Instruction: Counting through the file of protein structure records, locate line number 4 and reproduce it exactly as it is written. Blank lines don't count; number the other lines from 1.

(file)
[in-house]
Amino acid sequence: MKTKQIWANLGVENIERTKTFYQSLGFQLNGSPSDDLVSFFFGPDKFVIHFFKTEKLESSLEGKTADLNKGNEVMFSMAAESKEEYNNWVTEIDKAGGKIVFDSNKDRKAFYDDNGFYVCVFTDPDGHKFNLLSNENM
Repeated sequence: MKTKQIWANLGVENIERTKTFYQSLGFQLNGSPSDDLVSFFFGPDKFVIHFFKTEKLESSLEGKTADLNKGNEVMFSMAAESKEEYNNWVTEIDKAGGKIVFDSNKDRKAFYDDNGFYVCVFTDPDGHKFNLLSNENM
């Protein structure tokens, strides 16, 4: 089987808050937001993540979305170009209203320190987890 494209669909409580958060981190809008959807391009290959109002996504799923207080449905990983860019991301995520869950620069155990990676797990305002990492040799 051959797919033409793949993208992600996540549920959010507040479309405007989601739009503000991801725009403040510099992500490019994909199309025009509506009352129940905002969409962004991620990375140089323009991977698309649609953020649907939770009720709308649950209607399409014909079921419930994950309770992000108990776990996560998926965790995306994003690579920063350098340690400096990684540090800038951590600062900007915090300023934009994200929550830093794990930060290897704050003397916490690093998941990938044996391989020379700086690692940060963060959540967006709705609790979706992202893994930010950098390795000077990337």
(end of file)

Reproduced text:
């Protein structure tokens, strides 16, 4: 089987808050937001993540979305170009209203320190987890 494209669909409580958060981190809008959807391009290959109002996504799923207080449905990983860019991301995520869950620069155990990676797990305002990492040799 051959797919033409793949993208992600996540549920959010507040479309405007989601739009503000991801725009403040510099992500490019994909199309025009509506009352129940905002969409962004991620990375140089323009991977698309649609953020649907939770009720709308649950209607399409014909079921419930994950309770992000108990776990996560998926965790995306994003690579920063350098340690400096990684540090800038951590600062900007915090300023934009994200929550830093794990930060290897704050003397916490690093998941990938044996391989020379700086690692940060963060959540967006709705609790979706992202893994930010950098390795000077990337």